about the artistic relationship between
Louis Tiffany and Clara Driscoll.
As a result of recently discovered letters
in the early 2000s, written by Clara,
it appears likely she was the
designer behind the famous
Clara headed up the
women's department in Tiffany's
glass company in the early 1900s.
The Wisteria Lamp
In the novel, Clara, working under the direction
of Tiffany, is the creative genius behind
the famous stained glass lamps.
Although she and Tiffany are of
like minds in their search for "beauty,"
they are in separate social worlds and
he never gives her full credit for her creations.
The novel, full of social contrast of the time--
men/women, rich/poor, labor/management,
tends to read more like a biography than a novel.
I found the detailed descriptions of glass making
and the artist's process to be a bit tedious.
However, if you are at all interested
in Tiffany glass, it's a definite must read.
Steve Martin's AN OBJECT OF BEAUTY,
is the polar opposite of the first book.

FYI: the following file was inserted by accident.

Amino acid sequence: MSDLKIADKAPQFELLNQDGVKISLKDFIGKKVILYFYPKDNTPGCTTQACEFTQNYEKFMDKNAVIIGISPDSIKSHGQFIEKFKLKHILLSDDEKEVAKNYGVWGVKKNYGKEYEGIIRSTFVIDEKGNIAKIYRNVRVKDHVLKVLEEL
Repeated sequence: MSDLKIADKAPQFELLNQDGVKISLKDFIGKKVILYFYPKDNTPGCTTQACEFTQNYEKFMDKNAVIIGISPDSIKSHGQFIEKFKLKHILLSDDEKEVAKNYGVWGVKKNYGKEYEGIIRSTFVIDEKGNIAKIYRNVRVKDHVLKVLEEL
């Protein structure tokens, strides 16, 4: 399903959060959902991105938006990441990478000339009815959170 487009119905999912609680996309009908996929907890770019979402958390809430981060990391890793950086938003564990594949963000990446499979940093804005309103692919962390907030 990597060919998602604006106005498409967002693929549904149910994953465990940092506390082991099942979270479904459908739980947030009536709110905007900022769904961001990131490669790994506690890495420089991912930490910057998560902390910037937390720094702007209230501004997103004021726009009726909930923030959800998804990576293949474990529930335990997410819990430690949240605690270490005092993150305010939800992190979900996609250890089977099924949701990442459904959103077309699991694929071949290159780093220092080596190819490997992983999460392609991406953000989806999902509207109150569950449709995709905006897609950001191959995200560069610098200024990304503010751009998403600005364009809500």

I was very anxious to read this book because
I really like Steve Martin a lot.
He's a real renaissance man,
talented comedian, actor, musician and writer.
This is the first book I've read by him
and I was a bit disappointed.
It's the story of Lacey Yeager,
a young woman climbing her way up
the New York art scene beginning in the 1990s,
when she starts her career in Sotheby's basement.
Martin is an avid art collector
and he knows the art world.
Lacey achieves her success,
but does not manage to keep it.
Sounds like a great novel, doesn't it?
Unfortunately, I never really felt
any connection with her,
so her story never really mattered to me.
(All Google Images)